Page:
The Relationship Between Writers And Readers

Having been an admirer of Dr. Brooke Magnanti for years, I was excited to learn that she had produced a five-part series for Radio 4. Belle De Jour’s History of Anon deals with why writers have sought out anonymity throughout the years. Brooke is, of course, a former anonymous scribbler herself, giving a voice to the Diary of A London Call Girl blog that heralded the start of sex blogging.

Yesterday’s episode dealt with the varied and complex reasons for which authors have hidden their names in the past and present. It raised some interesting questions and I’m keen to throw this discussion open with my fellow writers and readers of this blog.

There is no doubt that writers need readers. The writer is pointless without a reader, because without a reader there is no point in producing text. Unless you are writing for yourself, of course. But do readers need writers, or just a good story? Both can be true. Although in reality without the writer the reader has no story, without the story the reader needs no writer. Without either, there is nothing to read.

It’s very rare to see a book bought solely on the basis of the name of the author alone. When that does happen, it is likely that the author comes with a big fanbase (perhaps on the basis of previous popular works). Think of JK Rowling, who released her first “grown-up” novel The Casual Vacancy in September last year. Nobody really knew what it was about, but nevertheless, pre-orders for the September 27th release started in late June, and it went on to become the fastest-selling novel in the UK in three years. Such is the power of a name.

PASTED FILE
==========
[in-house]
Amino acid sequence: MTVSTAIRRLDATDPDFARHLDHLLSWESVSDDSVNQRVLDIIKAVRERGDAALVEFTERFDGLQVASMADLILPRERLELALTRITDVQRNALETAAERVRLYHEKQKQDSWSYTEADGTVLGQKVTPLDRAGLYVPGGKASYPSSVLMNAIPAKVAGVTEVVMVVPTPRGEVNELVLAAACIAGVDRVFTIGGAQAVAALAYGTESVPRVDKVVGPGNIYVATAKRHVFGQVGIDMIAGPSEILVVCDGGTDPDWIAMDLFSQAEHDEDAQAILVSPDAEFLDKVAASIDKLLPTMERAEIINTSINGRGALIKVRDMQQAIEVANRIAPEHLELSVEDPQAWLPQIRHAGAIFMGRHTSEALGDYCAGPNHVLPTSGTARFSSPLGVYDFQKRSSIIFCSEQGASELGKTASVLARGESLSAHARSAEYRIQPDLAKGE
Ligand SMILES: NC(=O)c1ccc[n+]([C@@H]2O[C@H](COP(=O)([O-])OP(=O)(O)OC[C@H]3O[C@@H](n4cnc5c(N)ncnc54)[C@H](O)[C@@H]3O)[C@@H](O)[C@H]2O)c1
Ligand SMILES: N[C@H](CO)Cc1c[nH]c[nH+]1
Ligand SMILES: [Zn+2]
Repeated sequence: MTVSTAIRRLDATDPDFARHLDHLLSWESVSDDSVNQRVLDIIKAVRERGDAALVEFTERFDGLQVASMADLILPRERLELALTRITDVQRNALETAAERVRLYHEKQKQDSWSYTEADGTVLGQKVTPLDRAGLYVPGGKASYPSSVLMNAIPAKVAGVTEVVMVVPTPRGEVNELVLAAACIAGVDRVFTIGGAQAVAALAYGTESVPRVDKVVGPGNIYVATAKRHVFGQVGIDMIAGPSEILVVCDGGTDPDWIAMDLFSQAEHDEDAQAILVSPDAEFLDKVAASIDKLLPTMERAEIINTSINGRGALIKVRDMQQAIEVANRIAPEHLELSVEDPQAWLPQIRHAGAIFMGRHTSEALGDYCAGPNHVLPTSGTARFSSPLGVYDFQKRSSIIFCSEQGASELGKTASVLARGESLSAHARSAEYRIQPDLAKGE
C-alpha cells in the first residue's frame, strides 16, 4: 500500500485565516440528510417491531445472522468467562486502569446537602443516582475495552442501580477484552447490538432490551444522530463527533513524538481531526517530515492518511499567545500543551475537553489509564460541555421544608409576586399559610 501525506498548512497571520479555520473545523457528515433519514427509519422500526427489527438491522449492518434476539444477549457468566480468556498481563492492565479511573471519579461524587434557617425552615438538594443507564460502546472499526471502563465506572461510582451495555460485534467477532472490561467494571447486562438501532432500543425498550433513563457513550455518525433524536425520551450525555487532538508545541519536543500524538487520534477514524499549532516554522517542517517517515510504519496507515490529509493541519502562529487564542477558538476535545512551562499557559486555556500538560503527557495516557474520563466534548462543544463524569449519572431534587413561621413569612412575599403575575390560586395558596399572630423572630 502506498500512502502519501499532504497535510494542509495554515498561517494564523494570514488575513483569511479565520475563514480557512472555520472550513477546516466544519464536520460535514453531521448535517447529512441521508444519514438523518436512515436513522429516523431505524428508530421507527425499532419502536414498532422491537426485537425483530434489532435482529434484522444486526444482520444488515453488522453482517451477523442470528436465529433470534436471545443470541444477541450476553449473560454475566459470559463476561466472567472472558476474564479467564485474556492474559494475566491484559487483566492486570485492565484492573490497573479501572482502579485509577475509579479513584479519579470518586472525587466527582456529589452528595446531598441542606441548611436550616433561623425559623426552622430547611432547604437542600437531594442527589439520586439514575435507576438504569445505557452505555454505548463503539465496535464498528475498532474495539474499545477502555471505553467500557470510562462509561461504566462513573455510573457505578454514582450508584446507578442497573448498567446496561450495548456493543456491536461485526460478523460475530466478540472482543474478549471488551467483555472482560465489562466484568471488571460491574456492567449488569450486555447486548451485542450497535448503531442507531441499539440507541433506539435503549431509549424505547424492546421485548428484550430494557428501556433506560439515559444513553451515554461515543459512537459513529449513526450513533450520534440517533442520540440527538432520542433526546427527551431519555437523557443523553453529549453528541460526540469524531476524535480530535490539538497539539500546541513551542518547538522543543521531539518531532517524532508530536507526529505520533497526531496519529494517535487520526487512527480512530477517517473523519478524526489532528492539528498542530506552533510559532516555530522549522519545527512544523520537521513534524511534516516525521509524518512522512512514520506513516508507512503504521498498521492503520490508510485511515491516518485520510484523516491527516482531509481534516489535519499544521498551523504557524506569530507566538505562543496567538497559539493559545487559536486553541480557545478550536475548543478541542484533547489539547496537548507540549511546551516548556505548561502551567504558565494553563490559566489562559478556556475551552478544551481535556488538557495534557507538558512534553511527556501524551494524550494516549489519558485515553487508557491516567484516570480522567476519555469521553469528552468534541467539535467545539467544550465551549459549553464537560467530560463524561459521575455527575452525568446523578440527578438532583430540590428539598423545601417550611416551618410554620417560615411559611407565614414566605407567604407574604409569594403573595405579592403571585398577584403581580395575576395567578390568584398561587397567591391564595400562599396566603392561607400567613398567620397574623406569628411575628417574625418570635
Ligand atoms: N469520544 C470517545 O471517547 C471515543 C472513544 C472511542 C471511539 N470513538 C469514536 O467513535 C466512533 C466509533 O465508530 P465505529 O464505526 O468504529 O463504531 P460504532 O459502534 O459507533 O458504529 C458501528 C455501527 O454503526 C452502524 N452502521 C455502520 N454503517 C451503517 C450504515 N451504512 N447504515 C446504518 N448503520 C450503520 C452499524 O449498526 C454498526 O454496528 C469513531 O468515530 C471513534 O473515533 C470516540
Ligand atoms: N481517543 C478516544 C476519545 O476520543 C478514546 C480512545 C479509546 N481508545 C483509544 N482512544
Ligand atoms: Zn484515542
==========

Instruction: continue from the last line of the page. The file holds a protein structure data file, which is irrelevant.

But do readers really acknowledge the writers when they’re reading a story?

And how does the reader-writer relationship show in the genre of erotica? Are erotica writers more visible to their readers, despite most of them going under an assumed name?

I can’t speak for myself since I’ve not been an erotica writer for that long, but I would like to hear your opinions and thoughts. What is your relationship with your readers? Do you buy books on the strength of a name or does the blurb on the back matter more? Do you think about who wrote the story when you read?

Feel free to disagree with me, but do it in an orderly fashion. This is a topic open for discussion, not ranting.

I’m looking forward to the rest of Brooke’s series, and hoping that it will inspire more posts. Also, Brooke is kinda awesome. Just saying.

Catch up on History of Anon so far at the BBC iPlayer website.

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4 Comments

  1. I would love to find the time to catch up with that!

    I’m a bit of both. At the moment, I don’t know which erotica is good or bad really. (Apart from the awful 50 shades of grey!) I’ll buy it based on whether I like the blurb, whether I liked the Authors previous and also price. I don’t want to spend a lot on something that I won’t like. Yep, I’m bloody tight! I think recommendations go a long way too.

    As for the name, well, a rose is a rose.

    xx

    Reply
  2. I have never bought a book without researching the story. I have never bought just for the author.

    Reply
  3. I thought I would de-cloak to answer this. On the books that I purchase (and the ones that I don’t), I would say about 95% of the time that the blurb usually has to catch my eye, followed by reading the first few pages, in order for me to read a particular book.

    Very few times do I purchase a book based solely on the author, and when I do, its because I happen to personally know the author and appreciate their previous offerings.

    Reply
  4. My fiction buying is scattergun and based on such random factors as cover image & title – the blurb is usually the deal-maker. I have to say that, with the singular exception of Alan Moore, a particular author’s name is far more likely to put me off a book than attract me – i always prefer people I’ve never heard of.

    Reply

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